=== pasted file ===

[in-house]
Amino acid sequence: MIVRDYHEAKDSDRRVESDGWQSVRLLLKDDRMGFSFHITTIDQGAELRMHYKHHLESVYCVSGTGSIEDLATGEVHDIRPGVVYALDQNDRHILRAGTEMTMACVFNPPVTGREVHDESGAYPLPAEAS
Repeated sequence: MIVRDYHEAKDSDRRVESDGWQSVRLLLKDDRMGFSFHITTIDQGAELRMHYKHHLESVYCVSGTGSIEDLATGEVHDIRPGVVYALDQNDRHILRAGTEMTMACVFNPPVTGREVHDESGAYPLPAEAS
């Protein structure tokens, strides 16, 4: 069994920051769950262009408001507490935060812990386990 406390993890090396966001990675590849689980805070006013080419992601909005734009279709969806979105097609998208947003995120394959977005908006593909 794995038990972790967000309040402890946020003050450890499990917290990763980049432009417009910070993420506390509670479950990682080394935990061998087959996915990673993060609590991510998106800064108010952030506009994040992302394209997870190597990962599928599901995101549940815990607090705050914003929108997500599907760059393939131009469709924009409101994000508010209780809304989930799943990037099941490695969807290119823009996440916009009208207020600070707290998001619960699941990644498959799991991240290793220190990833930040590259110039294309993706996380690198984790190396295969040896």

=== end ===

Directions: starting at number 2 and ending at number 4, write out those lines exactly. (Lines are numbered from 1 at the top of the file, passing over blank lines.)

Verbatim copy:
Amino acid sequence: MIVRDYHEAKDSDRRVESDGWQSVRLLLKDDRMGFSFHITTIDQGAELRMHYKHHLESVYCVSGTGSIEDLATGEVHDIRPGVVYALDQNDRHILRAGTEMTMACVFNPPVTGREVHDESGAYPLPAEAS
Repeated sequence: MIVRDYHEAKDSDRRVESDGWQSVRLLLKDDRMGFSFHITTIDQGAELRMHYKHHLESVYCVSGTGSIEDLATGEVHDIRPGVVYALDQNDRHILRAGTEMTMACVFNPPVTGREVHDESGAYPLPAEAS
């Protein structure tokens, strides 16, 4: 069994920051769950262009408001507490935060812990386990 406390993890090396966001990675590849689980805070006013080419992601909005734009279709969806979105097609998208947003995120394959977005908006593909 794995038990972790967000309040402890946020003050450890499990917290990763980049432009417009910070993420506390509670479950990682080394935990061998087959996915990673993060609590991510998106800064108010952030506009994040992302394209997870190597990962599928599901995101549940815990607090705050914003929108997500599907760059393939131009469709924009409101994000508010209780809304989930799943990037099941490695969807290119823009996440916009009208207020600070707290998001619960699941990644498959799991991240290793220190990833930040590259110039294309993706996380690198984790190396295969040896």